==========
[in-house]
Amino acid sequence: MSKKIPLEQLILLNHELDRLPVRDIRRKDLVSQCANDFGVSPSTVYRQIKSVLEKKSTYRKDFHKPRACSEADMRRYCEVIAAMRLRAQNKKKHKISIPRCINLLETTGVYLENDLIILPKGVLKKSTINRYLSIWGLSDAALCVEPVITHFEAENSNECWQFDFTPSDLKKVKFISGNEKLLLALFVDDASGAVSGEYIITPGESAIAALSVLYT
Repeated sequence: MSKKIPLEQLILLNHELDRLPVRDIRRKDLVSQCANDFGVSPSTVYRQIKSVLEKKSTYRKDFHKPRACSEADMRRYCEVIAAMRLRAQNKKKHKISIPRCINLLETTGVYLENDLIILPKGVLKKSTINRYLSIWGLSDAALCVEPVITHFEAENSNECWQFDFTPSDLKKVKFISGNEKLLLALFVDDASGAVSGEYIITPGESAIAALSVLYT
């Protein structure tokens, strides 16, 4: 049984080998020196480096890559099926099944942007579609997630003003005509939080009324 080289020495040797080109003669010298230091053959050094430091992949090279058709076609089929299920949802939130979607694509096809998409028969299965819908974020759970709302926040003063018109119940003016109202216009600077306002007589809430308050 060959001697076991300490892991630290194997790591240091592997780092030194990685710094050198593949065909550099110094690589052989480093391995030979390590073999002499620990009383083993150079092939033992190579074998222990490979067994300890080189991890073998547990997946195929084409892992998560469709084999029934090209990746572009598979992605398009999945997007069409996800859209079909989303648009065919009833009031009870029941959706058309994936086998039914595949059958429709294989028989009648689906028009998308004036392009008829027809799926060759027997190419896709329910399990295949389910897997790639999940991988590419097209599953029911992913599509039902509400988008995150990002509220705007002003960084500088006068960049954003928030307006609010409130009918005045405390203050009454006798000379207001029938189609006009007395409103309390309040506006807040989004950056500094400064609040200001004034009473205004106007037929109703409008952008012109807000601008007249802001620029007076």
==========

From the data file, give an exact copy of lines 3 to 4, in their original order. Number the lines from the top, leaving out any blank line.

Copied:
Repeated sequence: MSKKIPLEQLILLNHELDRLPVRDIRRKDLVSQCANDFGVSPSTVYRQIKSVLEKKSTYRKDFHKPRACSEADMRRYCEVIAAMRLRAQNKKKHKISIPRCINLLETTGVYLENDLIILPKGVLKKSTINRYLSIWGLSDAALCVEPVITHFEAENSNECWQFDFTPSDLKKVKFISGNEKLLLALFVDDASGAVSGEYIITPGESAIAALSVLYT
């Protein structure tokens, strides 16, 4: 049984080998020196480096890559099926099944942007579609997630003003005509939080009324 080289020495040797080109003669010298230091053959050094430091992949090279058709076609089929299920949802939130979607694509096809998409028969299965819908974020759970709302926040003063018109119940003016109202216009600077306002007589809430308050 060959001697076991300490892991630290194997790591240091592997780092030194990685710094050198593949065909550099110094690589052989480093391995030979390590073999002499620990009383083993150079092939033992190579074998222990490979067994300890080189991890073998547990997946195929084409892992998560469709084999029934090209990746572009598979992605398009999945997007069409996800859209079909989303648009065919009833009031009870029941959706058309994936086998039914595949059958429709294989028989009648689906028009998308004036392009008829027809799926060759027997190419896709329910399990295949389910897997790639999940991988590419097209599953029911992913599509039902509400988008995150990002509220705007002003960084500088006068960049954003928030307006609010409130009918005045405390203050009454006798000379207001029938189609006009007395409103309390309040506006807040989004950056500094400064609040200001004034009473205004106007037929109703409008952008012109807000601008007249802001620029007076």